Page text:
Cologne Indélébile - As Good as Cologne Gets
Cologne Indélébile – As Good as Cologne Gets

Editions de Parfums Frederic Malle is a unique brand.  Positioning himself somewhere between Creative Directory and Fragrance Curator, Malle is responsible for putting the perfumer centre stage, famously slapping their names on the bottles of the fragrances they create, and allowing them artistic carte blanche to create perfumes that are works of art.  It’s quite staggering to think just how many modern classics come from this line – Carnal Flower, Portrait of a Lady, Le Parfum de Therese, Une Fleur de Cassie and Vetiver Extraordinaire – I really could go on, there really isn’t a single ‘dud’ in the collection, and when viewed against the plethora of niche brands on the market, Editions de Parfums de Frederic Malle puts many to shame.

The most iconic, and in my personal opinion, the most beautiful fragrances within the collection are penned by legendary perfumer, Dominique Ropion – a man that conducts fragrant symphonies, rather than simply creates perfumes. He is the nose behind some of the greatest fragrances from the last thirty years. In short, the man is a genius and he seems to be the go-to guy for Malle when the brand wishes to ‘perfect’ a genre, whether that be the greatest tuberose scent (Carnal Flower) or the ideal rose fragrance (Portrait of a Lady), or even the coolest modern fougére (Geranium Pour Monsieur).

With that it mind, it seems appropriate for Ropion to be the nose to take on the humble Eau de Cologne with a view of creating the cologne – a cologne to serve as a reference point for the genre, and blow all others out of the water. The result is ‘Cologne Indélébile’ (‘Permanent Cologne’), a fragrance that is described by the brand as being a “modern yet traditional Eau de Cologne that lasts forever”, which is quite a statement to be making, if you ask me. With this permanent cologne, Malle and Ropion are attempting to redefine an age-old genre and drag it firmly into the 21st century by embracing modern technology (specifically through the use of ‘technical musks’). If that’s not an exciting prospect for a fragrance, then I don’t know what is!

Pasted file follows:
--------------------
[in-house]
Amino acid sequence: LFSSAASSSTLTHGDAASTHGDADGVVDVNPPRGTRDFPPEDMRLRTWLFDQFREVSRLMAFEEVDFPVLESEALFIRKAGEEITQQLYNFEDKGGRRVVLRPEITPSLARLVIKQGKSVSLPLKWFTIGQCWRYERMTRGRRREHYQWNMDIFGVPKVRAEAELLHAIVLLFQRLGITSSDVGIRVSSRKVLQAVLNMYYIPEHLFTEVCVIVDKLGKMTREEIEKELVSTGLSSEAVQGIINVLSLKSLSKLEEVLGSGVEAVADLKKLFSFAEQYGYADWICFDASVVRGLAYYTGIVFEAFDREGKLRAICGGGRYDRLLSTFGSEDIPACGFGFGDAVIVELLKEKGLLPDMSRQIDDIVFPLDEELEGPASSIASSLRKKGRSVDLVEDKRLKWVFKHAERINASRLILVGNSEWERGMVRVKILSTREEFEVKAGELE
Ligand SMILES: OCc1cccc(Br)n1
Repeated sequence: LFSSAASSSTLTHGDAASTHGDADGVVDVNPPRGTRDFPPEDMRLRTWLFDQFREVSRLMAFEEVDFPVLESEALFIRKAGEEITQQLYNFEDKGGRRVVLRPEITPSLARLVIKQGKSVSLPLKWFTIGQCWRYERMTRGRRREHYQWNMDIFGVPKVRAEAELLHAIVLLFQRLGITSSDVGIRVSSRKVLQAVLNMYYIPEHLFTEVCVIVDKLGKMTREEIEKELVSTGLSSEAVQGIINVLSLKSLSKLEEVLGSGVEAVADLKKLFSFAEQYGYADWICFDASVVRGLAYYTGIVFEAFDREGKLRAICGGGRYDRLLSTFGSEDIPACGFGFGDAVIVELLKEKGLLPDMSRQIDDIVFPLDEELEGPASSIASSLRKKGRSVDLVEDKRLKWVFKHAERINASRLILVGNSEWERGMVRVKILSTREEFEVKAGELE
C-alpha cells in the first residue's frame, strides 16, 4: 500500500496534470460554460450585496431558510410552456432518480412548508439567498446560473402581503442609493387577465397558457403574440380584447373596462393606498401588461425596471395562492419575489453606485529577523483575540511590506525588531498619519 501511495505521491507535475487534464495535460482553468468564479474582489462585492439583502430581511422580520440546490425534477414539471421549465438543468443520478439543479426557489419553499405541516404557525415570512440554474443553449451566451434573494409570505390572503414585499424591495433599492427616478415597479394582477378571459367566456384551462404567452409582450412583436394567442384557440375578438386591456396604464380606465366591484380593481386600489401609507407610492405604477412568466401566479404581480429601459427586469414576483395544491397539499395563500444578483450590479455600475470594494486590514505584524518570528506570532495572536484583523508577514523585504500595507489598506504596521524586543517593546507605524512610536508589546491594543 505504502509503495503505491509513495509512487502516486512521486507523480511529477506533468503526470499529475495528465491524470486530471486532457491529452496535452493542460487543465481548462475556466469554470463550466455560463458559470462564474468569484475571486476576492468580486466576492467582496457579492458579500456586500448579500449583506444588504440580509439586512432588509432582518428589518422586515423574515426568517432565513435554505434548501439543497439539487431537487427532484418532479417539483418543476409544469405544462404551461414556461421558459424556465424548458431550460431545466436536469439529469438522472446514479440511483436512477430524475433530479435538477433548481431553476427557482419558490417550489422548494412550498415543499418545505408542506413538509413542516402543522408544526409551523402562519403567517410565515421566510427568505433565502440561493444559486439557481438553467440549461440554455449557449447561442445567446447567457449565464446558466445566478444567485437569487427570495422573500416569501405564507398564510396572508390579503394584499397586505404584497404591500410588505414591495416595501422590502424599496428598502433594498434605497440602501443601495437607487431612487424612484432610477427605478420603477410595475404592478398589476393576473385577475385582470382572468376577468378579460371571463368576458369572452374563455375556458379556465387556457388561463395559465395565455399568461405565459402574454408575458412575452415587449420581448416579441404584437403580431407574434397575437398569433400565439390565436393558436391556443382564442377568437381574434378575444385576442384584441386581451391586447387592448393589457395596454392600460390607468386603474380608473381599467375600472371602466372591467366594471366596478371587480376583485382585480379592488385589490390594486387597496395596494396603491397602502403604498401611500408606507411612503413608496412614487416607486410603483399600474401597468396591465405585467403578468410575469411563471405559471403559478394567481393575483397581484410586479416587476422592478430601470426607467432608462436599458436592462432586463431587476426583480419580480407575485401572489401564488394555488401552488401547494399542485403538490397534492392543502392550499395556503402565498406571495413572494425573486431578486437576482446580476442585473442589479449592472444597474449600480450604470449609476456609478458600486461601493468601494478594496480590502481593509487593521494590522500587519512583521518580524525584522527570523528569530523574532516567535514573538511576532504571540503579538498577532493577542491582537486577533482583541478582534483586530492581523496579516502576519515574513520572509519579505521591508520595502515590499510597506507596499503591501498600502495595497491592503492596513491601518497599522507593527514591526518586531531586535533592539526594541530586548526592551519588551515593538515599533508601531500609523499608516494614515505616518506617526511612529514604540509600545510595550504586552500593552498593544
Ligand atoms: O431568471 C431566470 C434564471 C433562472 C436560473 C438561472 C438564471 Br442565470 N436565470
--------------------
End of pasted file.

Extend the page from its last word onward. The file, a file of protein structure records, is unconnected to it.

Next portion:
“A clean scent, yet surprisingly magnetic. A modern yet traditional Eau de Cologne that lasts forever. Dominique Ropion embraces musk’s nature as both a quasi-aphrodisiac and a scent of purity to create a very personal interpretation of Eau de Cologne. A splash of the best neroli intertwined with orange blossom, bergamote, and the most technical musks for a scent that endures, and endures, and endures… Cologne Indélébile.”

– Editions de Parfums Frederic Malle

The Eau de Cologne Edit
The Eau de Cologne Edit

Here in the bonny isles of the United Kingdom, the weather is flirting with us. For the last couple of weeks, Mother Nature has been coquettishly winking at us, flashing days of sunlight and pure bliss on to these green and pleasant lands. Of course, we’re in that definite transitionary period between seasons. Spring is here, and Summer is waiting in the wings, but the cold and grey of winter is persistent on some days, meaning that the weather’s dalliance with summer love hasn’t quite taken hold – but soon, it will.

I don’t know about you, but these short flashes of summer and glimpses of warmth, and vitamin-enriched days of halcyon make me reach for the lighter things in my fragrance wardrobe (and there are some hidden amongst my show-stopping sillage bombs, as hard as that may be to believe). At this time one craves bracing citrus, the sweet headiness of flowers and the airiness of musk, all of which lead one to think of one perfume genre in particular, a genre that is one of the industry’s oldest and most classic styles – the humble Eau de Cologne.

Eau de Colognes speak of lighter, fresher and more vibrant signatures. They are lighter, usually boasting a concentration between 2%-5% and utilise fresh citrus notes (mandarin, lemon and bergamot etc.) alongside herbs (rosemary and thyme) and florals (neroli, lavender, jasmine, orange blossom). The Eau de Cologne is ephemeral and designed to be splashed on at multiple times throughout the day in order to re-awaken, revitalise and refresh the sense. In short, they are an olfactory jolt to the system.

To celebrate the changing of the seasons, I’ve collected together six of my favourite Eau de Colognes for your reading pleasure. They range from the classics, which really are light and traditional, to more modern and contemporary twists on the genre, that manage to smell both unique and long-lasting. So brace yourself, folks, for ‘The Eau de Cologne Edit’ – six scents that will get your nose positively aching for summer.